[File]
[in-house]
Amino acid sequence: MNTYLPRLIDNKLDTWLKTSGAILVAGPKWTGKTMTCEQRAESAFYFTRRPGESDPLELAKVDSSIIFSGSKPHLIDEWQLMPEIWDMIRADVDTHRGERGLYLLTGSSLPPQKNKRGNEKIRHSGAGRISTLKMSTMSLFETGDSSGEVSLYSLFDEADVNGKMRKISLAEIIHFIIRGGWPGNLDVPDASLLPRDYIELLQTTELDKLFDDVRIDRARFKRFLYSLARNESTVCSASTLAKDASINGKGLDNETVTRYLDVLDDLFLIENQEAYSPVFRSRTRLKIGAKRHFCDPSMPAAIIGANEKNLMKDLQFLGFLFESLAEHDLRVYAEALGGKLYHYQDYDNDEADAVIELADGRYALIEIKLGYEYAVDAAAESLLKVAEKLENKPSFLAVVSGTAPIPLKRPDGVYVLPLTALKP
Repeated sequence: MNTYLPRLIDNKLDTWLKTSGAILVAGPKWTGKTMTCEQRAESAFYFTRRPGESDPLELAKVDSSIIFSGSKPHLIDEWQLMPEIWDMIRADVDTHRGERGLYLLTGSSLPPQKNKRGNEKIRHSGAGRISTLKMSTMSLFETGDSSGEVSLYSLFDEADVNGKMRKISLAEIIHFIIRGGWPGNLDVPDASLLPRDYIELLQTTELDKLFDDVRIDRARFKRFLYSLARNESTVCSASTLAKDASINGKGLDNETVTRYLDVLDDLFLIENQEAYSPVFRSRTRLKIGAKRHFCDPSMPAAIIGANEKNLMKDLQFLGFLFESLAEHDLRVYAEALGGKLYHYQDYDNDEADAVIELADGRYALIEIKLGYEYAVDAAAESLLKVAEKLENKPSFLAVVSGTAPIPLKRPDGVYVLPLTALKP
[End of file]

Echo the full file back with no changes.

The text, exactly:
[in-house]
Amino acid sequence: MNTYLPRLIDNKLDTWLKTSGAILVAGPKWTGKTMTCEQRAESAFYFTRRPGESDPLELAKVDSSIIFSGSKPHLIDEWQLMPEIWDMIRADVDTHRGERGLYLLTGSSLPPQKNKRGNEKIRHSGAGRISTLKMSTMSLFETGDSSGEVSLYSLFDEADVNGKMRKISLAEIIHFIIRGGWPGNLDVPDASLLPRDYIELLQTTELDKLFDDVRIDRARFKRFLYSLARNESTVCSASTLAKDASINGKGLDNETVTRYLDVLDDLFLIENQEAYSPVFRSRTRLKIGAKRHFCDPSMPAAIIGANEKNLMKDLQFLGFLFESLAEHDLRVYAEALGGKLYHYQDYDNDEADAVIELADGRYALIEIKLGYEYAVDAAAESLLKVAEKLENKPSFLAVVSGTAPIPLKRPDGVYVLPLTALKP
Repeated sequence: MNTYLPRLIDNKLDTWLKTSGAILVAGPKWTGKTMTCEQRAESAFYFTRRPGESDPLELAKVDSSIIFSGSKPHLIDEWQLMPEIWDMIRADVDTHRGERGLYLLTGSSLPPQKNKRGNEKIRHSGAGRISTLKMSTMSLFETGDSSGEVSLYSLFDEADVNGKMRKISLAEIIHFIIRGGWPGNLDVPDASLLPRDYIELLQTTELDKLFDDVRIDRARFKRFLYSLARNESTVCSASTLAKDASINGKGLDNETVTRYLDVLDDLFLIENQEAYSPVFRSRTRLKIGAKRHFCDPSMPAAIIGANEKNLMKDLQFLGFLFESLAEHDLRVYAEALGGKLYHYQDYDNDEADAVIELADGRYALIEIKLGYEYAVDAAAESLLKVAEKLENKPSFLAVVSGTAPIPLKRPDGVYVLPLTALKP